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The probes that use current technology to get to Pluto or other outer solar system objects cannot slow down enough for orbit insertion, so they can only flyby. But would Starship be able to slow down enough?

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  • $\begingroup$ Not considering boiloff of the cryogenic propellant? $\endgroup$
    – Heopps
    Commented Sep 2, 2021 at 5:39

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In theory New Horizons could have entered the orbit of Pluto. The delta-v required to enter orbit around Pluto is not much different from that required to escape the solar system.

The problem is it would have taken 45 years. We didn't want to wait that long, so New Horizons took a more energetic route that only took 9 years, but which put it on a path to leave the solar system.

A Hohmann transfer is a simple, efficient way to transfer between the orbit of one planet to another. There are better methods, but this is good for a simple demonstration. Feel free to go into details, but to get from low Earth orbit to Pluto orbit requires about 16km/s, just below solar escape velocity. New Horizons went 16.5 km/s, just over solar escape velocity.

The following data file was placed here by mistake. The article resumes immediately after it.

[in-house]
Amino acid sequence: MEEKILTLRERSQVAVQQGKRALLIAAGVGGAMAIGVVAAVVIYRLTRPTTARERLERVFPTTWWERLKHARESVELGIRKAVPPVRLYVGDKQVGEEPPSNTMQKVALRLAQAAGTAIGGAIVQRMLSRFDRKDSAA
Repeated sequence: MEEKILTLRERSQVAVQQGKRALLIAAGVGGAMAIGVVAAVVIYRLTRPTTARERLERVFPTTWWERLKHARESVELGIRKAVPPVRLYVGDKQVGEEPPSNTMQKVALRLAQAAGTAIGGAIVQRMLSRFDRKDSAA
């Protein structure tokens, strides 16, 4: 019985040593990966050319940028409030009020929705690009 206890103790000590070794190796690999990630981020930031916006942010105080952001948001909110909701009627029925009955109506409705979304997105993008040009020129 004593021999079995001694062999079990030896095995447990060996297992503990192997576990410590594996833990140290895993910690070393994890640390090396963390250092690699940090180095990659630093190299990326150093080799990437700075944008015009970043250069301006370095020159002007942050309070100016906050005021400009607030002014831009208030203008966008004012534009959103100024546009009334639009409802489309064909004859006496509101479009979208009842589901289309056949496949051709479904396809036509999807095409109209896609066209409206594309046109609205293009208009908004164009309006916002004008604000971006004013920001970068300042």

The difference is New Horizons was going 16.5 km/s right from the start. A transfer orbit requires you start at a much slower 12 km/s and then slow down when you get there. It's also a longer distance because of the slower speed results in a large curve. In the diagram below, 2 is the transfer.

enter image description here

Whereas New Horizons was far more direct.

enter image description here

The other issue is New Horizons was able to expend most of its fuel right upon leaving Earth. This made the spacecraft much lighter. OTOH with a transfer orbit it would have to hold on to a portion of its fuel to brake.

A Hohmann Transfer from Earth to Pluto requires about 12 km/s to start, and then Starship would need to retain enough fuel for about 4 km/s to enter orbit. That significantly increases the mass one has to accelerate and decelerate requiring a lot more fuel. Other folks have done the math on that in a related question.

It would have to retain its fuel and relight its engines after 45 years. This is no small technical feat, and would be a high risk for such a mission.

Speaking of the rocket equation, one major advantage that New Horizons has over Starship is New Horizons used just 400 kg of spacecraft to deliver its 30 kg payload. Starship has to drag 5000 kg of Starship with it meaning significantly more fuel both to get to Pluto and to slow down.

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